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Music in the Classroom: A Journey of Transformation​

Enabling Leadership Through Music

In recent years, the body of evidence on the role of music in transforming a child’s development has grown tremendously. This evidence confirms academic and social and emotional learning benefits for children participating in longer-term music education programs. Some well-known examples of these benefits include the development of visual, spatial and verbal intelligence, improved performance in mathematics. On the other hand, some of the social and emotional benefits include reduction of stress, increased attention and concentration, group collaboration and higher motivation. Given these recent discoveries,  it should be easy to make the case for the inclusion of music as a core subject in a school curriculum, but it remains woefully under-represented in most classrooms. 

One key challenge to overcome is shifting our educational focus to social and emotional priorities, and the benefits of participating in group-based music activities. These include empathy,  adaptability, a positive outlook, awareness, team-work and problem solving, to name a few. But why do these skills really matter? Undoubtedly, mathematics and language proficiency are essential for any student, and a “good” education should equip students to compete in the constantly evolving workplace of the 21st century. But, the 21st century is also synonymous with unprecedented global challenges and crises. More than ever before, it is critical that today’s generation of children grow up with an “education” that truly equips them with the right kind of skills to thrive , and not  merely to  survive these challenges.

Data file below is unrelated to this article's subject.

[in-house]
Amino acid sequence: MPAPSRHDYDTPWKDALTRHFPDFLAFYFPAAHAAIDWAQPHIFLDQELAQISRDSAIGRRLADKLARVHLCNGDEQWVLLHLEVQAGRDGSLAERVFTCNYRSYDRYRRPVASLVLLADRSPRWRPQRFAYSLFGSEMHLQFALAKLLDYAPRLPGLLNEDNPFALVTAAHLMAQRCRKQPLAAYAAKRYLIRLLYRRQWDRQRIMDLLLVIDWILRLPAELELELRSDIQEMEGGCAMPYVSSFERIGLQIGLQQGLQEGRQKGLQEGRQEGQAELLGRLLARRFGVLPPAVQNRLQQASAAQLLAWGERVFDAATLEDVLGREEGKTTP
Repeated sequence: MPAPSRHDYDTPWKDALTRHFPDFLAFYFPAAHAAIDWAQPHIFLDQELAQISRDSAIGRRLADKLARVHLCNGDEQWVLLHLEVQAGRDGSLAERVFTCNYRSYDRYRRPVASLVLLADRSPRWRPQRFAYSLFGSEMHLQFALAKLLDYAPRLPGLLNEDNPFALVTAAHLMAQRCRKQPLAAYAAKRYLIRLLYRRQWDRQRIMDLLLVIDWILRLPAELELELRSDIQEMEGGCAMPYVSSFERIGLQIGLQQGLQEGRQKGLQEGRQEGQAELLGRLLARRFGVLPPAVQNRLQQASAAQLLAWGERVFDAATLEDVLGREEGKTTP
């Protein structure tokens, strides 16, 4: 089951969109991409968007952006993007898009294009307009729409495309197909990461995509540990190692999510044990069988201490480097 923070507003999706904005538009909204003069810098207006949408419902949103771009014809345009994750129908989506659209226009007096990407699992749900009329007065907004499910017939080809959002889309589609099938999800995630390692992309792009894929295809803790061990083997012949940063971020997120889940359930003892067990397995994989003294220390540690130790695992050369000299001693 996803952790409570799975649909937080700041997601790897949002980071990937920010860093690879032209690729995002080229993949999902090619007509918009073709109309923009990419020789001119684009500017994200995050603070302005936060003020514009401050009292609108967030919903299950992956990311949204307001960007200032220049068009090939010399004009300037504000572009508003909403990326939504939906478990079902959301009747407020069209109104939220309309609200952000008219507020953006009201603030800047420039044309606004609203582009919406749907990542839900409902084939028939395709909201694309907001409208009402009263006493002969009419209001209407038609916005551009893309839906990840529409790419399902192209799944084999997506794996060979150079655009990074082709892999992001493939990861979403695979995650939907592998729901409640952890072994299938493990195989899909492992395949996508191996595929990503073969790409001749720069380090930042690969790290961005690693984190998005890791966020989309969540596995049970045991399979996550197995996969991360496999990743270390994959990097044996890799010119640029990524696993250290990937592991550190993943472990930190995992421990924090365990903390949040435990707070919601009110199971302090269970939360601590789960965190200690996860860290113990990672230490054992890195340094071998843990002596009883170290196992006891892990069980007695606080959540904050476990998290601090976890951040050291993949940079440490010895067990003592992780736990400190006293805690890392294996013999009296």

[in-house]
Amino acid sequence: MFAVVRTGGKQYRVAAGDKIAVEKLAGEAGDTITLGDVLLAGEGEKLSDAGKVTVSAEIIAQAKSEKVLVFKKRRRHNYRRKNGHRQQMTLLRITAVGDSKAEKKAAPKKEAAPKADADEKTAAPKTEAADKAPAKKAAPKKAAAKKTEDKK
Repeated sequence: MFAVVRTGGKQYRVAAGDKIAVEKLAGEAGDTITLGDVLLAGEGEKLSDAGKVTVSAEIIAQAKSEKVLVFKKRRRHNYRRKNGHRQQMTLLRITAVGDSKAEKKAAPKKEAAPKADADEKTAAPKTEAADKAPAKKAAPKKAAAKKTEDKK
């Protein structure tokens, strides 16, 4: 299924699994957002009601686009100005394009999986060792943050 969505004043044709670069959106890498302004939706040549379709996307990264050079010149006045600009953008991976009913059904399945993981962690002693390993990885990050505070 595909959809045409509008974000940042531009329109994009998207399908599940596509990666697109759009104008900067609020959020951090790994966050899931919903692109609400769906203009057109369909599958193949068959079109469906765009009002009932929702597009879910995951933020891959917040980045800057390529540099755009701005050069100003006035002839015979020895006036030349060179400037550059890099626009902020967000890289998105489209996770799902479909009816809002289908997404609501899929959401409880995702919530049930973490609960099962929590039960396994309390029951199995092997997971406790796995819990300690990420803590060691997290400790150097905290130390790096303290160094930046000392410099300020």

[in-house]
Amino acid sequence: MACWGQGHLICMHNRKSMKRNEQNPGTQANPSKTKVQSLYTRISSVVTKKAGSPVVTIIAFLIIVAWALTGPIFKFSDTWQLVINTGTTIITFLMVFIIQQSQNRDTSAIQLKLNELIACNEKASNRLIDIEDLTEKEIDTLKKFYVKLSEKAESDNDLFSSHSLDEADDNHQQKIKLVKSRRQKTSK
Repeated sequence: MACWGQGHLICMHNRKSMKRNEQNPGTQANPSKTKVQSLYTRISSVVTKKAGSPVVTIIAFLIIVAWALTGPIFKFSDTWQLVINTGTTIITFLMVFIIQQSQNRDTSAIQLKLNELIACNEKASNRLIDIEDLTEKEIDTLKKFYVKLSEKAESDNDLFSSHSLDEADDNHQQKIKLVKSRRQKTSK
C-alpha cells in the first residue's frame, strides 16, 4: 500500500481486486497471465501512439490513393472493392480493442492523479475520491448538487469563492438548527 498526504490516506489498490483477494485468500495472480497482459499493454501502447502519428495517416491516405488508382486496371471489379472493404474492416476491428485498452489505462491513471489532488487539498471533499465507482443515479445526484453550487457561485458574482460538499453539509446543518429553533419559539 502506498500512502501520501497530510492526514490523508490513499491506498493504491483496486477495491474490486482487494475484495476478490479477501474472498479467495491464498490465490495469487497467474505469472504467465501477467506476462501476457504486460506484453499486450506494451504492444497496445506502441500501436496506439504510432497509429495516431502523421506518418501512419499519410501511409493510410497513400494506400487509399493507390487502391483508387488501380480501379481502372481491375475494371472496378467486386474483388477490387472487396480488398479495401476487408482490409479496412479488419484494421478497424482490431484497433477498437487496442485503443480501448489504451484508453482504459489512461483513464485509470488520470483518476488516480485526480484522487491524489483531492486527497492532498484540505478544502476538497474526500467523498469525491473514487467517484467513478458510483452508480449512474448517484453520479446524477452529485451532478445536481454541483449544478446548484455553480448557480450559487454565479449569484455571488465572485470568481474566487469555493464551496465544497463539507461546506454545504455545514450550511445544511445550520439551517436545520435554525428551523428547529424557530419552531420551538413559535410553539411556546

It’s a big opportunity for students from a government school to learn music and perform on stages! I believe this is a first for our students. We believe the confidence of our students has grown quite strong as a result. It’s a big achievement for the school as well!” – Principal, Katha School

Music as an In-School Intervention 

Last week, Debojyoti and Vishwam’s EL Create lesson in their classroom in  South Delhi classroom brought together the key activities, songs and musical learnings from their previous eight lessons. They teach 32 third graders in SDMC Katha School in South Delhi. This is the second year of EL Music’s intervention at this school. 

Both teachers are professional musicians who teach with EL Music’s unique music learning for leadership program. This program runs annually for eight-months during the school year, with a total of fifty lessons per classroom and two public performances, as well as  smaller local concerts. A typical lesson is one hour-long, led by a team of two teachers, and designed to include a range of dynamic activities to help students learn musical concepts and develop skills such as critical thinking, problem solving, collaboration and confidence. 

EL Music lesson at SDMC Katha School, South Delhi

Partnerships with government and low-income schools are critical to reaching as many students as possible, as well as impacting state and national level curriculum and education policy. Today, EL Music‘s program works across 29 schools in Delhi, Pune and Dharwad, through 46 trained teachers.